of craftsman and guitar of factory
Marco Cavedon Chitarra d'artigiano e chitarra di fabbrica, Mazzotta, Milano
superiority of the guitar of the liutaio over the factory guitar is the superiority
of a human way of production (handicraft) over a mechanical way of production
(industry). This doesn't mean, of course, to propose the complete elimination
of machines and industrialization, but to recognize the structural incompetence
of the industrial production system when it has to deal with any commodity that
requires sensitivity, intuition, creativeness.
Man tends to improve, the machine has to repeat. The advantage of mass production lies in the possibility to repeat endless times a process that is very expensive in terms of preparation of model,, setting up of the machinery, starting etc., processes that once set going can replicate the model at a very low cost. This means that the more guitars are produced, the less each one costs... (omissis). On the contrary, man tries to get better, to experiment, to be never satisfied, never to repeat himself. The liutaio that taught me to work, ever since I know him, every time that starts a group of new guitars experiments an innovation, he changes a particular, then verifies the result and proceeds, learning from his own mistakes and constantly improving. By the way, you only have to remember Stradivari, that made his best instruments after the age of sixty and that he went on working up to his ninety-fourth year, with a process of growth that didn't have breaks along the seventy years of his career.
Man tends to personalize, the machine needs standardization. Even starting from the choice of materials the criterions are different; a particularly beautiful board is a lucky find for the artisan that at once thinks how to exploit it; it leaves instead indifferent the machine, that will treat it exactly like the others.
The industry chooses the material regardless to quality, but considering quantity: the main point is that it be available in adequate quantity and with characteristics more or less always uniform; the changes in quality, for better or worse, are always negative. In the same way the constructive choices happen not with acoustic or aesthetic criterions, but on the basis of data such as the number of constructive steps involved, or the percentage of breaks of the wood in the processings etc.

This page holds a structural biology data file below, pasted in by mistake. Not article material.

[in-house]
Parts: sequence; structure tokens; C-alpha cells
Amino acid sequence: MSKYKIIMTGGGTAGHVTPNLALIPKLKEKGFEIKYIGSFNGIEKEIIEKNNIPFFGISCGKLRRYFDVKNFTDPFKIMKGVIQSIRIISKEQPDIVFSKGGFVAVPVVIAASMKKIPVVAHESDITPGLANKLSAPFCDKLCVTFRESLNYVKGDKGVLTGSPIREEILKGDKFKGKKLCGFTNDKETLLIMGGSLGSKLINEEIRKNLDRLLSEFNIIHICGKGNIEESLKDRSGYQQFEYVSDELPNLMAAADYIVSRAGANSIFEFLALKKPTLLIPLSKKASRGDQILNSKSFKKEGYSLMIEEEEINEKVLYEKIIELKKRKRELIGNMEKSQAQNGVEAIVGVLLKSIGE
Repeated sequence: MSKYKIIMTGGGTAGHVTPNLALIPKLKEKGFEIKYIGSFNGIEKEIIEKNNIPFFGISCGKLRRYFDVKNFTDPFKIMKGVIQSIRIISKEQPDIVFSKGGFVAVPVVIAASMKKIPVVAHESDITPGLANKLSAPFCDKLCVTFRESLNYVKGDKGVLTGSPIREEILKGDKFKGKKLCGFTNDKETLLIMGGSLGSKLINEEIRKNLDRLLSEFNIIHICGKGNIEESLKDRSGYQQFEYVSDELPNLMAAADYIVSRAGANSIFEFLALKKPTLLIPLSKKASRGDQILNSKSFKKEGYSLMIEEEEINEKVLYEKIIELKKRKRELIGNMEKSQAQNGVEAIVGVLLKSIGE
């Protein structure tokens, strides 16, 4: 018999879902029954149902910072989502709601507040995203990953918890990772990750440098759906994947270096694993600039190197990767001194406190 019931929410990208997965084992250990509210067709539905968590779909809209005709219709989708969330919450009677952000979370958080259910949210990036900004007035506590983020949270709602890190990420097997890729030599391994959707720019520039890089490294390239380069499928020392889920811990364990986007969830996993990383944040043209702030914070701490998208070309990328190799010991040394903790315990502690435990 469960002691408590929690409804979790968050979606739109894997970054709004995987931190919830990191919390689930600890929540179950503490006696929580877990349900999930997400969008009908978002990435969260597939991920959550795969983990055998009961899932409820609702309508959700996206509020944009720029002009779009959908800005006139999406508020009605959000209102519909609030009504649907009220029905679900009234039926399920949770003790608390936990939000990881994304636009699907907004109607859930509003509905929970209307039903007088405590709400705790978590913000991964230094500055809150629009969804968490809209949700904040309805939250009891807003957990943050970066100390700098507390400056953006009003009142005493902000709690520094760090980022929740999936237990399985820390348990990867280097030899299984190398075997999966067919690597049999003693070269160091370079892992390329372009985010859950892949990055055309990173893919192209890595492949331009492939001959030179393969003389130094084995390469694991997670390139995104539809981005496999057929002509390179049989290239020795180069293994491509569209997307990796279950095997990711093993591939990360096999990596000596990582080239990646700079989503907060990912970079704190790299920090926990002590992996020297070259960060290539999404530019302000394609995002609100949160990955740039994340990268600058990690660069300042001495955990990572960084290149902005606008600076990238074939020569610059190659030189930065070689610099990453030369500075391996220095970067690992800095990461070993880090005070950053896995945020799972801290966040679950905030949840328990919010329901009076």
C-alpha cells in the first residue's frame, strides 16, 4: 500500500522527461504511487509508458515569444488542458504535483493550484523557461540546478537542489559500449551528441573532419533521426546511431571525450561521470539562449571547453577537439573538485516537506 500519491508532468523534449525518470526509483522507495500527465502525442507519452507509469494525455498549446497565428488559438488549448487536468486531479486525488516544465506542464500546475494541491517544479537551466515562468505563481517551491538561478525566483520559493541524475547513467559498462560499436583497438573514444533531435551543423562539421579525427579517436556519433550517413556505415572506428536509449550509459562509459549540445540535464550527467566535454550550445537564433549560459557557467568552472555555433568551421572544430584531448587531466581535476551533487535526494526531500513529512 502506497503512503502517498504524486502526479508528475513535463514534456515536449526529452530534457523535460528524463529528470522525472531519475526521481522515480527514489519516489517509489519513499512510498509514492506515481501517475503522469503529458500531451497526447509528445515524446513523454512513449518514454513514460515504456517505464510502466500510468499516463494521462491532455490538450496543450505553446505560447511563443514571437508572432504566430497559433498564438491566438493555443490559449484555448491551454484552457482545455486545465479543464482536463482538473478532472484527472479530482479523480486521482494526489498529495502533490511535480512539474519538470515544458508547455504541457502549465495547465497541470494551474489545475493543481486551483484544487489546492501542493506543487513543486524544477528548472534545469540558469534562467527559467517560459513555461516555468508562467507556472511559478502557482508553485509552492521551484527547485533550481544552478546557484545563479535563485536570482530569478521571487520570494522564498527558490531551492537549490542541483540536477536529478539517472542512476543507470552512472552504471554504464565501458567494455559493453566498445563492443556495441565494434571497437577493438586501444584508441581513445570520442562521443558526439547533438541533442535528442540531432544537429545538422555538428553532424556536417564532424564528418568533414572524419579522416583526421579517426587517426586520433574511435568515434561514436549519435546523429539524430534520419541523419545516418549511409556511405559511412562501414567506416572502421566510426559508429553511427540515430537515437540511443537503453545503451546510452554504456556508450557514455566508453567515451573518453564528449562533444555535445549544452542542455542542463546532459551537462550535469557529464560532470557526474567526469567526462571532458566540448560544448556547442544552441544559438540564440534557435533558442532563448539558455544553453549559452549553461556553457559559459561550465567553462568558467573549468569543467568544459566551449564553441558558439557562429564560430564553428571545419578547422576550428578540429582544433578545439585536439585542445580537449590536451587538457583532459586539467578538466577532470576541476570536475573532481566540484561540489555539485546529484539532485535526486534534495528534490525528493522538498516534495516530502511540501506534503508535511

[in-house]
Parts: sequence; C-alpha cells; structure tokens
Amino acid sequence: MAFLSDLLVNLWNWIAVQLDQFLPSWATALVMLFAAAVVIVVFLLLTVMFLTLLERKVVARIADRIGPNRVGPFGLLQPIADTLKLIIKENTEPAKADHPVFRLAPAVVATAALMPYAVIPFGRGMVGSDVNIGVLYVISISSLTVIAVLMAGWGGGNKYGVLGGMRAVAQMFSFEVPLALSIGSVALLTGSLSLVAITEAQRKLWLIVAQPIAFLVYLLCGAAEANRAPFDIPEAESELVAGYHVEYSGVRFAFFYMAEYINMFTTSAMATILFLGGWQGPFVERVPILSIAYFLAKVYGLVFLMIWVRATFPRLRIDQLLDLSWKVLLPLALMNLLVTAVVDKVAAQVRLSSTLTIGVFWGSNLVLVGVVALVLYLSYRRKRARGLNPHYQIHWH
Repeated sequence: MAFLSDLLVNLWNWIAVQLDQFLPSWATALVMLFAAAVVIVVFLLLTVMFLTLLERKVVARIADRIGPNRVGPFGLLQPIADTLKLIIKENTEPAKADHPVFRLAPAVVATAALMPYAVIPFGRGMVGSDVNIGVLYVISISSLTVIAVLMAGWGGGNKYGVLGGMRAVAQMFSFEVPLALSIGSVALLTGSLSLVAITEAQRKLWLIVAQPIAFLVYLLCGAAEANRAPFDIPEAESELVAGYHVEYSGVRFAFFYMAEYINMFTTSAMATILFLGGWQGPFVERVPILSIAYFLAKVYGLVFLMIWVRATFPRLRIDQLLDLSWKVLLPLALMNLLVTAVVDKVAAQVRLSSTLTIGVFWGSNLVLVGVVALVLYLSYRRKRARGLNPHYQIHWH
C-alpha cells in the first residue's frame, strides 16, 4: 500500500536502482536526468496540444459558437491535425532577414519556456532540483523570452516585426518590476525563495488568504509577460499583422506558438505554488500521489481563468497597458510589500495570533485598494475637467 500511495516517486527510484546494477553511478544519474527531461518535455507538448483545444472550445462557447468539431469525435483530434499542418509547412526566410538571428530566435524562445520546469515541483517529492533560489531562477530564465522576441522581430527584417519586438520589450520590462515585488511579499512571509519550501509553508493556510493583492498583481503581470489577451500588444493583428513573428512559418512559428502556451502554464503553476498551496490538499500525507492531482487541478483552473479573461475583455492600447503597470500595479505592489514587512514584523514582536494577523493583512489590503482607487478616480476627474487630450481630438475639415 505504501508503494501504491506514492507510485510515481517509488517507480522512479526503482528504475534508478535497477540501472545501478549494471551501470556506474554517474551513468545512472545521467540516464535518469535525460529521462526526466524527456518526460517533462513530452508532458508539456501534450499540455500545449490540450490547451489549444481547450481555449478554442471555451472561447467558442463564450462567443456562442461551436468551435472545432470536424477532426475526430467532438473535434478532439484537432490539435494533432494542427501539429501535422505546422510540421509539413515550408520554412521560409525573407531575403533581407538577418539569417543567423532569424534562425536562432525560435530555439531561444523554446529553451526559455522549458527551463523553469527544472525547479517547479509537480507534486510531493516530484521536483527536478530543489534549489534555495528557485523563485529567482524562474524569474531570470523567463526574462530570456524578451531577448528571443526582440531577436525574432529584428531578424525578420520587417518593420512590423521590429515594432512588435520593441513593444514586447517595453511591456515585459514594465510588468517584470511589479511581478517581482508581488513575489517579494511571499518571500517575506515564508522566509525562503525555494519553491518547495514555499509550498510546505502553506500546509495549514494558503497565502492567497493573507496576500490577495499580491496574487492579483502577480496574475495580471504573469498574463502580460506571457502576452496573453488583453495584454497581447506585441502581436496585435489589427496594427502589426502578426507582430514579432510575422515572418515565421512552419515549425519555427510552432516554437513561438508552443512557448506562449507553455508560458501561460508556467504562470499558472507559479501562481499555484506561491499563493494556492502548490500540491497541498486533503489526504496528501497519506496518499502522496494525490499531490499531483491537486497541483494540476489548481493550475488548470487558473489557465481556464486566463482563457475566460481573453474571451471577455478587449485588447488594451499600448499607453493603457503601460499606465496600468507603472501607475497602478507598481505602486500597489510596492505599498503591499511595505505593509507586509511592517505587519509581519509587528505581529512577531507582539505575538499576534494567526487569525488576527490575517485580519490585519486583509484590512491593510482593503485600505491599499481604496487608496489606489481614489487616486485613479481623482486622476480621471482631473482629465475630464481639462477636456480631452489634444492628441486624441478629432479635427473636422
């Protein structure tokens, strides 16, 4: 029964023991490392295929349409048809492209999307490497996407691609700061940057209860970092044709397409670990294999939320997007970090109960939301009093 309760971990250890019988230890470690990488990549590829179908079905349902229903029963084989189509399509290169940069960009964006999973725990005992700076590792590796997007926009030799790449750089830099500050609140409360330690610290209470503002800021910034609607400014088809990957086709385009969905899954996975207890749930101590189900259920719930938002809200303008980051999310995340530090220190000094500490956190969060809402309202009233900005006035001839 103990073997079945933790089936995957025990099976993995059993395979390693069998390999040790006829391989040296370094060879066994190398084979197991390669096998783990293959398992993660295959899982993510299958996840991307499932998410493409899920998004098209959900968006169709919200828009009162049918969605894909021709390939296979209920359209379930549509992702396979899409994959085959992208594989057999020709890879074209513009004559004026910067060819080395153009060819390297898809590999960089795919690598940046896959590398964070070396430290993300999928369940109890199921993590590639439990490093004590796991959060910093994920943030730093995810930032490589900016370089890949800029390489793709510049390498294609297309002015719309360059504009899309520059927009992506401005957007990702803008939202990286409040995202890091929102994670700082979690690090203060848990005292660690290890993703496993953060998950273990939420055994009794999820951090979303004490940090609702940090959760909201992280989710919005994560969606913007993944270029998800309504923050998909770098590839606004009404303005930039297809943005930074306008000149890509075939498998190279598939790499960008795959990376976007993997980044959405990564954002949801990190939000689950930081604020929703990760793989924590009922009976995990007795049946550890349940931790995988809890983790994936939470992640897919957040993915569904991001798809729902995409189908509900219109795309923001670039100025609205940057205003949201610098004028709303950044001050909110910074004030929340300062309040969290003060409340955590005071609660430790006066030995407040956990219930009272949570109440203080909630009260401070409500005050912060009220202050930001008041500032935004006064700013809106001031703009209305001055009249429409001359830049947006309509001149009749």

A particularly interesting point then, it is the reduction of the harmonic table of fir to the optimal thickness: this thickness varies approximately between 2 and 4 mm according to the type of wood (male or female, red or common fir), to the width and the inclination of the fibers, to the hardness of the pulp etc. The thickness has to be determined and each table, point after point, hasto be worked upon according to the liutaio's experience, while industry chooses an average thickness and uses it indifferently to any wood. Man adapts to the material, the machine forces the material to adapt.
To man faults and good points become experience. In the craftsman's production line the liutaio is the first to check the finished tool. That allows him, we have said it already, to verify the actual results of his experiments, but there is more: how many times an unexpected result has brought to an important discovery, in any field! From toilet paper to the X-rays, how many times a casual mistake, a neglect of details, has brought to unexpected results! In the same way it can happen to the craftsman that, for example, two guitars built to be identical, show an inexplicable difference of sound; so every step is revisited, considering the materials, the single processes, trying to spot out the particular operation, the error even, that is at the base of the difference of sound: and so the unexpected becomes experience... [omissis].
For the artisan the main point is to spread knowledge, for the industry the main point is to spread ignorance. Industry must sell a lot, it must do better than its competitors on the advertising domain, it must convince people that they need a guitar, and just of that type and of that brand. Industry could not be satisfied with people that really love to play, it could not speak clearly. It must encourage the commodity and hence the advertisements; it needs high profit margins, and hence poor materials and coarse processings; it must privilege the aspects of standardization, of finishing touch, and must leave out what really matters for the sound and the duration of the instrument.
The artisan, to the contrary, must persuade people to pay more attention to the resonance, to the tone, to the duration, to a simple aesthetic taste, to the beauty out of content, more that of form. And to do this the artisan has all the interest to explain the constructive processes, the importance of the materials, the function of each detail. He is concerned that people know judge, recognize the real value of an instrument. And this means making culture, spreading the love for music and knowledge